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B A T T L E F I E L D    K O R E A

HUGHES, James Curnow, Lieutenant (4/7001),
3rd Battalion, Royal AustralianRegiment, 1951

Lieutenant Hughes commanded 4 Platoon of B Company during the bitter 24-hour action of 7 October 1951 at feature 174224. He showed outstanding leadership and gallantry far above that demanded in the normal call of duty. He personally led his platoon in a grenade fight at a threatened portion of his company's perimeter driving the enemy off with heavy casualties. On reaching his objective he led his platoon against devastating enemy artillery and mortar fire and the repeated counter-attacks of the Chinese battalion against his company. The success of his company in this action was achieved largely through his personal drive and efficiency and display of bravery when he frequently exposed himself to enemy fire while encouraging the members of his platoon.

HUTCHESON, John Malcolm, Captain (2/502),
28th Field Regiment, Royal Australian Engineers (attached RAR), 1953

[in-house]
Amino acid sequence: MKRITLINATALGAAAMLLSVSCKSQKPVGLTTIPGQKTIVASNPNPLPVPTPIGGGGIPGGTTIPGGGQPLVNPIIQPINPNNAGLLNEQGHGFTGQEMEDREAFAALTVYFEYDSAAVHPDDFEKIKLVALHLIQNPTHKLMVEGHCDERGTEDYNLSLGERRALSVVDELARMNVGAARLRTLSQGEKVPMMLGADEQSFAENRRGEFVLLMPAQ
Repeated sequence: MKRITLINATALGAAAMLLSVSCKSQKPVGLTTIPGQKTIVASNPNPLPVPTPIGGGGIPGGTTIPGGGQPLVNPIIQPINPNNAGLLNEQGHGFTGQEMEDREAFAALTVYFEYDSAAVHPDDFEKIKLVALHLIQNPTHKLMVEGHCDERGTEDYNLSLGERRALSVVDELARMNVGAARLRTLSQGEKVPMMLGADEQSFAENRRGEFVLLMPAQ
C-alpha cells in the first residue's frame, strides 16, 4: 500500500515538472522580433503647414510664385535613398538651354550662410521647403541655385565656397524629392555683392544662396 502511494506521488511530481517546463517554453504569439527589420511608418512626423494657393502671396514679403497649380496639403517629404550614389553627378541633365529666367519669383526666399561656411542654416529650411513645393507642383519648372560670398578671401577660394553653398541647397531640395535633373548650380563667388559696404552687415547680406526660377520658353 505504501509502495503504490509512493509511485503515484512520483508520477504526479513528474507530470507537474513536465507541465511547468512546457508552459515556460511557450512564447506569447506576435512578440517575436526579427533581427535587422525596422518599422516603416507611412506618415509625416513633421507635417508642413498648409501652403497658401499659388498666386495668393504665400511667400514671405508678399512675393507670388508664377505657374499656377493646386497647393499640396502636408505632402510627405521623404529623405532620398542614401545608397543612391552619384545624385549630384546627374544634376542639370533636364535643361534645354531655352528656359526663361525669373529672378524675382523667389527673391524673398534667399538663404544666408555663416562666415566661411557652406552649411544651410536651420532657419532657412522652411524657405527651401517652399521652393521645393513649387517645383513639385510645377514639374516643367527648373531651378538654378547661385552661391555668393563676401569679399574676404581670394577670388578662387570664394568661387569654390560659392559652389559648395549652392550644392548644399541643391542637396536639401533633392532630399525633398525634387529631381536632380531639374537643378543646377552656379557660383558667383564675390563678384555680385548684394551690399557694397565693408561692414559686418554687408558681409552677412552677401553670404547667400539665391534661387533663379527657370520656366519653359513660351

Captain Hutcheson rendered outstanding service in the Commonwealth Division initially as pioneer officer in an infantry battalion and later as intelligence officer in 28 Field Engineer Regiment. As pioneer officer, one of his main tasks was the repair and maintenance of minefield fences. In the areas for which he was responsible there had been heavy shelling and considerable enemy activity over a long period and many of the fences had disappeared entirely. On his own initiative, Captain Hutcheson went out repeatedly night after night and frequently in daylight over a long period to locate and restore these fences. Many of these areas were very close to and in full view of enemy positions. On many occasions he came under fire. Owing to the risk from unmarked mines, he did much of his work on his own, since parties of infantry could not safely enter these areas until the minefields had been located and marked. When his battalion came into reserve he continued to render invaluable assistance to succeeding infantry units and engineers by volunteering to accompany their patrols as a guide in mined areas which he alone knew. Through his utterly fearless devotion to duty, dogged perseverance and lack of regard for his own personal safety, he succeeded in locating and restoring most of the minefields in the area, thereby averting many friendly casualties. As intelligence officer in the Engineer Regiment, he not only worked himself unsparingly in normal routine duties, but also personally completed the valuable and meticulous re-survey of minefields in the Kansa Line. His initiative, enthusiasm and keen devotion to duty made his an outstanding contribution to the operational efficiency of the regiment and the division and his services merit the highest praise.


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